By Brian A. Schroeder, the founder of OCIO Monitor, a specialty consulting firm that provides due diligence of investment consultants and outsourced chief investment officers.



I write what others are thinking but cannot publicly say. It's a rare freedom in this highly conflicted industry because I am not paid by Wall Street, consultants, asset managers, OCIOs, etc. Asset owners and plan sponsors pay me for objective and unconflicted analysis.

The original GIPS for asset managers works well because categorizing specific mandates and strategies creates an apples-to-apples comparison. Better yet, unique client circumstances have little impact. Finally, specificity limits asset managers' ability to "game the system" making results falsely appear better.

These beneficial aspects are absent with the proposed GIPS-for-OCIOs. In fact, it will also create mal incentives for how OCIOs treat their clients.

Why GIPS-for-OCIOs can only Fall Short

I estimate a 90% chance GIPS-for-OCIOs, once amended, will be foisted upon the industry. OCIOs that don't comply will likely be viewed with suspicion as some OCIO search consultants have publicly declared they will only include OCIOs in future searches that are "GIPS compliant." Adopt or banishment!

It will fall short because asset owners will be relying on manipulated data for comparison within arbitrarily defined categories for clients that all have unique circumstances. Sadly, it will never be apples-to-apples nor free of gaming.

This critique is not a purist view nor the fallacy of calling for perfection. Rather, the proponents of this movement must come to realize some things cannot be so easily measured and boxed for comparison. It's a bridge too far.

But if plan sponsors are not aware of these many shortcomings when using GIPS-for-OCIOs data, they will be led to false conclusions.

There will be Costly Decisions by Asset Owners- An Example

At the heart of the GIPS-for-OCIOs movement is a conflation between returns and an OCIO's value-add. Simple returns are "skin deep" and hardly begin to explain an OCIO's value-add.

If a client's circumstances and guidelines result in "lower" relative returns compared to its arbitrarily defined GIPS peers, a client may wrongly fire their incumbent OCIO even though the OCIO adds value. The client then hires an OCIO that has engaged in gaming data and classifications to puff-up returns despite producing negative added value.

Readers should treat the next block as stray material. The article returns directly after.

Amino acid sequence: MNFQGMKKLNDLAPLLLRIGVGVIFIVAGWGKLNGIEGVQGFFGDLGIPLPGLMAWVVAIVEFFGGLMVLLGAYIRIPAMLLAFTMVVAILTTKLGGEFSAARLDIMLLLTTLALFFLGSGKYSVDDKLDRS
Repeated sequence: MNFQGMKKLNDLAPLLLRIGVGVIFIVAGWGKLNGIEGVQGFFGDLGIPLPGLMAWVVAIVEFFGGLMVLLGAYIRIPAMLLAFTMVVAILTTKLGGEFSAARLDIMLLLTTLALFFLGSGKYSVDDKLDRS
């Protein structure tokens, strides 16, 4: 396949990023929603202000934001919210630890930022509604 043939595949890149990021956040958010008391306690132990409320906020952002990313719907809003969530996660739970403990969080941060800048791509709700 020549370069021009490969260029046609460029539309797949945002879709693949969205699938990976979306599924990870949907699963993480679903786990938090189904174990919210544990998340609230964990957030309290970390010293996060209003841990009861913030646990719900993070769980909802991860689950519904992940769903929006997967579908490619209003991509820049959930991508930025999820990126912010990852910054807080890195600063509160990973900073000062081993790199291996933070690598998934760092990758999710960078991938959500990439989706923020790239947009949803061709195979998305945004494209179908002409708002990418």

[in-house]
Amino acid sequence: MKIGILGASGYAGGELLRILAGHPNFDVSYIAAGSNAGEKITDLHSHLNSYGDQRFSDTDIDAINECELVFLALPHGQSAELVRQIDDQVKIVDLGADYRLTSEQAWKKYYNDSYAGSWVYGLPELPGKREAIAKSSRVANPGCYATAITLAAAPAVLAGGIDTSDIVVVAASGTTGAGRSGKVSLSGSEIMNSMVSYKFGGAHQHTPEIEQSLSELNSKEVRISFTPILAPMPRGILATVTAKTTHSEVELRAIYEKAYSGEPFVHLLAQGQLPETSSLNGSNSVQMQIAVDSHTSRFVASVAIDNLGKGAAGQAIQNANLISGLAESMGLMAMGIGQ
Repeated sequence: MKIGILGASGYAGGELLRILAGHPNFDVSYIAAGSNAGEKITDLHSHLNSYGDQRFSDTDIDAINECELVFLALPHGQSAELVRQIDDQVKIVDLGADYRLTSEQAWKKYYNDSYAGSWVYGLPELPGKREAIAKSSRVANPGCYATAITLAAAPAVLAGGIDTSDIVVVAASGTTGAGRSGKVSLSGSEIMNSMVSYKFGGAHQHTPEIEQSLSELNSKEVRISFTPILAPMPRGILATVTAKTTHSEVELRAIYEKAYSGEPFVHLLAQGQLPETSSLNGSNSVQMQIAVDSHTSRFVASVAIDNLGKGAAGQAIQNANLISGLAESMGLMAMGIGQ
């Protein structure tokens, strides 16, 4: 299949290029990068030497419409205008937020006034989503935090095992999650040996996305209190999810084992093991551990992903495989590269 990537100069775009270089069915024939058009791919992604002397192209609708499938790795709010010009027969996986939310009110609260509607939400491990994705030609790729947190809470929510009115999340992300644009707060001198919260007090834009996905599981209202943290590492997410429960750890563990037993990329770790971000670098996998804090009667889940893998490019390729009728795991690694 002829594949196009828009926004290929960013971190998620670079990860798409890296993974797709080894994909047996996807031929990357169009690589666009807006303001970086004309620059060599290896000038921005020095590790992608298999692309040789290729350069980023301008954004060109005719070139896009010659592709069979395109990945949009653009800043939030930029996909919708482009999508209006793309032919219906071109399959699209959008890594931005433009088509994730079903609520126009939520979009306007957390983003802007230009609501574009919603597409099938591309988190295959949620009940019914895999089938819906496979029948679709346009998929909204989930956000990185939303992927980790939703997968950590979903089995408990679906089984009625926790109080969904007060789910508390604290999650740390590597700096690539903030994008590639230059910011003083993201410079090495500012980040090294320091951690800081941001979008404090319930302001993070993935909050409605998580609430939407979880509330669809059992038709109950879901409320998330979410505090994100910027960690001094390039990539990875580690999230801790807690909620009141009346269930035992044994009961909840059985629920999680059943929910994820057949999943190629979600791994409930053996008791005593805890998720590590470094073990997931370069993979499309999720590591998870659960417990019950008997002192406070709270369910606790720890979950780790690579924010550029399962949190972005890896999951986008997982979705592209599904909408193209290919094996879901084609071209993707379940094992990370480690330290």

"Bad and unethical" OCIOs will likely be replacing "good and ethical" ones.

Jumping from the frying pan into the fire will happen... repeated ad infinitum.

About the Author:

Brian A. Schroeder is the founder of OCIO Monitor, a specialty consulting firm that provides due diligence of investment consultants and outsourced chief investment officers. He has over 30 years of investment experience, as both an institutional manager and consultant.


He is the leading objective and unbiased due diligence provider on behalf of institutional plan sponsors. He has worked for pensions, foundations and endowments with assets up to $15 billion. Besides quantitatively determining their value-add and discovering behavioral finance heuristics, he is likely the leading expert in benchmarking and performance reporting transparency. He has been consulted by academics and recently presented to the Securities Exchange Commission’s Division of Exams’ investigators on how to spot performance reporting fraud when conducting routine firm inspections.

Schroeder has spoken at the International Foundation’s Trustee Master's Program, the Investments Institute, and the ISCEBS Symposium. In July 2014, Benefits Magazine published his article “Multi-balanced Model: The Missing Link in Investment Approaches?” and, in May 2019, “3 Simple Strategies for Adopting a Passive Investment Consulting Approach” and, in July 2020, “Investing in Response to the Covid-19 Response.”

His analysis is novel by quantitatively scoring the value-add of investment consultants and OCIOs in their five main duties- strategic asset allocation, tactical asset allocation, rebalancing, active manager hiring, and active manager firing.

Schroeder has a Bachelor of Arts degree in economics and a Master of Science degree in financial analysis. He served for 3 years on the Riverton, Utah Committee for Economic Development and is a volunteer at the Salt Lake City YWCA.